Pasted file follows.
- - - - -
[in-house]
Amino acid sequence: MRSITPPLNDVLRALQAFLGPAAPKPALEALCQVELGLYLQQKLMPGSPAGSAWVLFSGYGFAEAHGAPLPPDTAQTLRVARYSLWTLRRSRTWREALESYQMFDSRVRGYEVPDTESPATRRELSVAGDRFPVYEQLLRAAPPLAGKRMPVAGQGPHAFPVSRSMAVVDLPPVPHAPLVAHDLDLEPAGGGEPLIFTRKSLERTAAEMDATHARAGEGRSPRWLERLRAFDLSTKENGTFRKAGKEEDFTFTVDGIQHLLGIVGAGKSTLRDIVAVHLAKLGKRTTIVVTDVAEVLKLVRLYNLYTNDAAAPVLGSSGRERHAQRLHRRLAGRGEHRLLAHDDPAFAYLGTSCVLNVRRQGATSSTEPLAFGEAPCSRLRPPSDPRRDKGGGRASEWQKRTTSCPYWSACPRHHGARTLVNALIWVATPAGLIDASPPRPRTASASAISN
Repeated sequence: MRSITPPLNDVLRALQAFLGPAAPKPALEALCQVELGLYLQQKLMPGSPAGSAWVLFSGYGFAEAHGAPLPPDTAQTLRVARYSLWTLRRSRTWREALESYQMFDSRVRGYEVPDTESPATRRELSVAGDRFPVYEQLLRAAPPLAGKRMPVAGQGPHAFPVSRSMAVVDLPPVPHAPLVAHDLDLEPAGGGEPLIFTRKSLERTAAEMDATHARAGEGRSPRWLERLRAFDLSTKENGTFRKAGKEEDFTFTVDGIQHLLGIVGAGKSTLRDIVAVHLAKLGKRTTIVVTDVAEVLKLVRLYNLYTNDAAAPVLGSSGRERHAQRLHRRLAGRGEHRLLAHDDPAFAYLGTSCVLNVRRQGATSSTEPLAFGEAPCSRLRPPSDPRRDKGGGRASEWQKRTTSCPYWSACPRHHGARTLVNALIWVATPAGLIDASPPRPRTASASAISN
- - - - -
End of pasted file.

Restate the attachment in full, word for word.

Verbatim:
[in-house]
Amino acid sequence: MRSITPPLNDVLRALQAFLGPAAPKPALEALCQVELGLYLQQKLMPGSPAGSAWVLFSGYGFAEAHGAPLPPDTAQTLRVARYSLWTLRRSRTWREALESYQMFDSRVRGYEVPDTESPATRRELSVAGDRFPVYEQLLRAAPPLAGKRMPVAGQGPHAFPVSRSMAVVDLPPVPHAPLVAHDLDLEPAGGGEPLIFTRKSLERTAAEMDATHARAGEGRSPRWLERLRAFDLSTKENGTFRKAGKEEDFTFTVDGIQHLLGIVGAGKSTLRDIVAVHLAKLGKRTTIVVTDVAEVLKLVRLYNLYTNDAAAPVLGSSGRERHAQRLHRRLAGRGEHRLLAHDDPAFAYLGTSCVLNVRRQGATSSTEPLAFGEAPCSRLRPPSDPRRDKGGGRASEWQKRTTSCPYWSACPRHHGARTLVNALIWVATPAGLIDASPPRPRTASASAISN
Repeated sequence: MRSITPPLNDVLRALQAFLGPAAPKPALEALCQVELGLYLQQKLMPGSPAGSAWVLFSGYGFAEAHGAPLPPDTAQTLRVARYSLWTLRRSRTWREALESYQMFDSRVRGYEVPDTESPATRRELSVAGDRFPVYEQLLRAAPPLAGKRMPVAGQGPHAFPVSRSMAVVDLPPVPHAPLVAHDLDLEPAGGGEPLIFTRKSLERTAAEMDATHARAGEGRSPRWLERLRAFDLSTKENGTFRKAGKEEDFTFTVDGIQHLLGIVGAGKSTLRDIVAVHLAKLGKRTTIVVTDVAEVLKLVRLYNLYTNDAAAPVLGSSGRERHAQRLHRRLAGRGEHRLLAHDDPAFAYLGTSCVLNVRRQGATSSTEPLAFGEAPCSRLRPPSDPRRDKGGGRASEWQKRTTSCPYWSACPRHHGARTLVNALIWVATPAGLIDASPPRPRTASASAISN